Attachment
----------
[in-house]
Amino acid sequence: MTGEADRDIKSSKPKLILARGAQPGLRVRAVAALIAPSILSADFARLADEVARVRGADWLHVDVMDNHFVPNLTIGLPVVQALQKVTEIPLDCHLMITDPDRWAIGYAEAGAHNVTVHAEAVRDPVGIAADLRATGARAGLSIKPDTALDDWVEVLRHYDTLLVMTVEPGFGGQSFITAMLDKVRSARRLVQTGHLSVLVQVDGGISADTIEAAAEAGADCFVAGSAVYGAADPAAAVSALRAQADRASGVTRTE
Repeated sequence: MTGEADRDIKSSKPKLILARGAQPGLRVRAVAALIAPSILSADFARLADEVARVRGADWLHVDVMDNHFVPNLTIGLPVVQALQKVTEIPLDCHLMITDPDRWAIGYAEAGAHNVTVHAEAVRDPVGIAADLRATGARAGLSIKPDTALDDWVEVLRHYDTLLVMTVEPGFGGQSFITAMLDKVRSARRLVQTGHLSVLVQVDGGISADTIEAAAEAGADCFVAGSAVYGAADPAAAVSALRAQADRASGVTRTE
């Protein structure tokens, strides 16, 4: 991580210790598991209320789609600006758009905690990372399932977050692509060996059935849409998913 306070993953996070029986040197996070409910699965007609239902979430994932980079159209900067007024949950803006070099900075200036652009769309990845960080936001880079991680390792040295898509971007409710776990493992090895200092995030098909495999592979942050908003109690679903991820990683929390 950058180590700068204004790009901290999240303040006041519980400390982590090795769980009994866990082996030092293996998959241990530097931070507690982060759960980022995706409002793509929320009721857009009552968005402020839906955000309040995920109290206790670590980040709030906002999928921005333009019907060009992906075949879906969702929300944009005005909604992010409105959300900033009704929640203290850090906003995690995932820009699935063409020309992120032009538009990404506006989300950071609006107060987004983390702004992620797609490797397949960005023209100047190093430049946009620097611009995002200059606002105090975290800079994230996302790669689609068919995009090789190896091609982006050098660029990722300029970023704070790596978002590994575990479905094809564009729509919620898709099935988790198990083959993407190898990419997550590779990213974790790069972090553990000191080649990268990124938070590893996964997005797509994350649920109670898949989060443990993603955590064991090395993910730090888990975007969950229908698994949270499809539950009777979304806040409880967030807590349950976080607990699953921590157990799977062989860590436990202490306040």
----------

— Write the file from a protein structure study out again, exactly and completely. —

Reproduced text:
[in-house]
Amino acid sequence: MTGEADRDIKSSKPKLILARGAQPGLRVRAVAALIAPSILSADFARLADEVARVRGADWLHVDVMDNHFVPNLTIGLPVVQALQKVTEIPLDCHLMITDPDRWAIGYAEAGAHNVTVHAEAVRDPVGIAADLRATGARAGLSIKPDTALDDWVEVLRHYDTLLVMTVEPGFGGQSFITAMLDKVRSARRLVQTGHLSVLVQVDGGISADTIEAAAEAGADCFVAGSAVYGAADPAAAVSALRAQADRASGVTRTE
Repeated sequence: MTGEADRDIKSSKPKLILARGAQPGLRVRAVAALIAPSILSADFARLADEVARVRGADWLHVDVMDNHFVPNLTIGLPVVQALQKVTEIPLDCHLMITDPDRWAIGYAEAGAHNVTVHAEAVRDPVGIAADLRATGARAGLSIKPDTALDDWVEVLRHYDTLLVMTVEPGFGGQSFITAMLDKVRSARRLVQTGHLSVLVQVDGGISADTIEAAAEAGADCFVAGSAVYGAADPAAAVSALRAQADRASGVTRTE
């Protein structure tokens, strides 16, 4: 991580210790598991209320789609600006758009905690990372399932977050692509060996059935849409998913 306070993953996070029986040197996070409910699965007609239902979430994932980079159209900067007024949950803006070099900075200036652009769309990845960080936001880079991680390792040295898509971007409710776990493992090895200092995030098909495999592979942050908003109690679903991820990683929390 950058180590700068204004790009901290999240303040006041519980400390982590090795769980009994866990082996030092293996998959241990530097931070507690982060759960980022995706409002793509929320009721857009009552968005402020839906955000309040995920109290206790670590980040709030906002999928921005333009019907060009992906075949879906969702929300944009005005909604992010409105959300900033009704929640203290850090906003995690995932820009699935063409020309992120032009538009990404506006989300950071609006107060987004983390702004992620797609490797397949960005023209100047190093430049946009620097611009995002200059606002105090975290800079994230996302790669689609068919995009090789190896091609982006050098660029990722300029970023704070790596978002590994575990479905094809564009729509919620898709099935988790198990083959993407190898990419997550590779990213974790790069972090553990000191080649990268990124938070590893996964997005797509994350649920109670898949989060443990993603955590064991090395993910730090888990975007969950229908698994949270499809539950009777979304806040409880967030807590349950976080607990699953921590157990799977062989860590436990202490306040």